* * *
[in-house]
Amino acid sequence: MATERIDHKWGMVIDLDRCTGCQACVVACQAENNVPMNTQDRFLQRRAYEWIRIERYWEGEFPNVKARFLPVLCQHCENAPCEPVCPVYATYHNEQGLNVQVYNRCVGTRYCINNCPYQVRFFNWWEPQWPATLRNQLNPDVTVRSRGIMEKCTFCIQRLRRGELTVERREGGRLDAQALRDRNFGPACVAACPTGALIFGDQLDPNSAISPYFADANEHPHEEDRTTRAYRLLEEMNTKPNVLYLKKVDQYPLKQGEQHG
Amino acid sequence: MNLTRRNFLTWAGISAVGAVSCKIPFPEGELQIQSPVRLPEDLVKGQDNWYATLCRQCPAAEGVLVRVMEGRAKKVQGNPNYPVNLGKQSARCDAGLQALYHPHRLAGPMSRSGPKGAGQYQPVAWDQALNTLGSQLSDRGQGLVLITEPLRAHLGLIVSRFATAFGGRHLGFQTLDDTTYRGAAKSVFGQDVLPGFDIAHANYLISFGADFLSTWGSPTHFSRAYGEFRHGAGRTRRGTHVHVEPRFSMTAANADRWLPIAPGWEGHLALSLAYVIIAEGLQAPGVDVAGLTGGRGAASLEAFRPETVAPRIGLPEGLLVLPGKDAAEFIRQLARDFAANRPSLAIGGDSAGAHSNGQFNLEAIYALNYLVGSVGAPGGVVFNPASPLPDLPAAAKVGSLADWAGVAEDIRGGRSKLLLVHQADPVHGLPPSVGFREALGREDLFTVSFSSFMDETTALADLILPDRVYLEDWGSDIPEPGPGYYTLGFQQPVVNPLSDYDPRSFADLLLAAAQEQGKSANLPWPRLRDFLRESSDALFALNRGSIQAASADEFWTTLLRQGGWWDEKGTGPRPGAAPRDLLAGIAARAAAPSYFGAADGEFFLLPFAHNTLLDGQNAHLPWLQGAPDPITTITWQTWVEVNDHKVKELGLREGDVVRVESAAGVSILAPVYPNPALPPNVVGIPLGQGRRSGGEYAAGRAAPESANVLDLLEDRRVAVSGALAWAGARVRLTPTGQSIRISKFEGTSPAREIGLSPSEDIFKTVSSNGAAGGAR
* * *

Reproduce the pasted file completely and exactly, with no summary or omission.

[in-house]
Amino acid sequence: MATERIDHKWGMVIDLDRCTGCQACVVACQAENNVPMNTQDRFLQRRAYEWIRIERYWEGEFPNVKARFLPVLCQHCENAPCEPVCPVYATYHNEQGLNVQVYNRCVGTRYCINNCPYQVRFFNWWEPQWPATLRNQLNPDVTVRSRGIMEKCTFCIQRLRRGELTVERREGGRLDAQALRDRNFGPACVAACPTGALIFGDQLDPNSAISPYFADANEHPHEEDRTTRAYRLLEEMNTKPNVLYLKKVDQYPLKQGEQHG
Amino acid sequence: MNLTRRNFLTWAGISAVGAVSCKIPFPEGELQIQSPVRLPEDLVKGQDNWYATLCRQCPAAEGVLVRVMEGRAKKVQGNPNYPVNLGKQSARCDAGLQALYHPHRLAGPMSRSGPKGAGQYQPVAWDQALNTLGSQLSDRGQGLVLITEPLRAHLGLIVSRFATAFGGRHLGFQTLDDTTYRGAAKSVFGQDVLPGFDIAHANYLISFGADFLSTWGSPTHFSRAYGEFRHGAGRTRRGTHVHVEPRFSMTAANADRWLPIAPGWEGHLALSLAYVIIAEGLQAPGVDVAGLTGGRGAASLEAFRPETVAPRIGLPEGLLVLPGKDAAEFIRQLARDFAANRPSLAIGGDSAGAHSNGQFNLEAIYALNYLVGSVGAPGGVVFNPASPLPDLPAAAKVGSLADWAGVAEDIRGGRSKLLLVHQADPVHGLPPSVGFREALGREDLFTVSFSSFMDETTALADLILPDRVYLEDWGSDIPEPGPGYYTLGFQQPVVNPLSDYDPRSFADLLLAAAQEQGKSANLPWPRLRDFLRESSDALFALNRGSIQAASADEFWTTLLRQGGWWDEKGTGPRPGAAPRDLLAGIAARAAAPSYFGAADGEFFLLPFAHNTLLDGQNAHLPWLQGAPDPITTITWQTWVEVNDHKVKELGLREGDVVRVESAAGVSILAPVYPNPALPPNVVGIPLGQGRRSGGEYAAGRAAPESANVLDLLEDRRVAVSGALAWAGARVRLTPTGQSIRISKFEGTSPAREIGLSPSEDIFKTVSSNGAAGGAR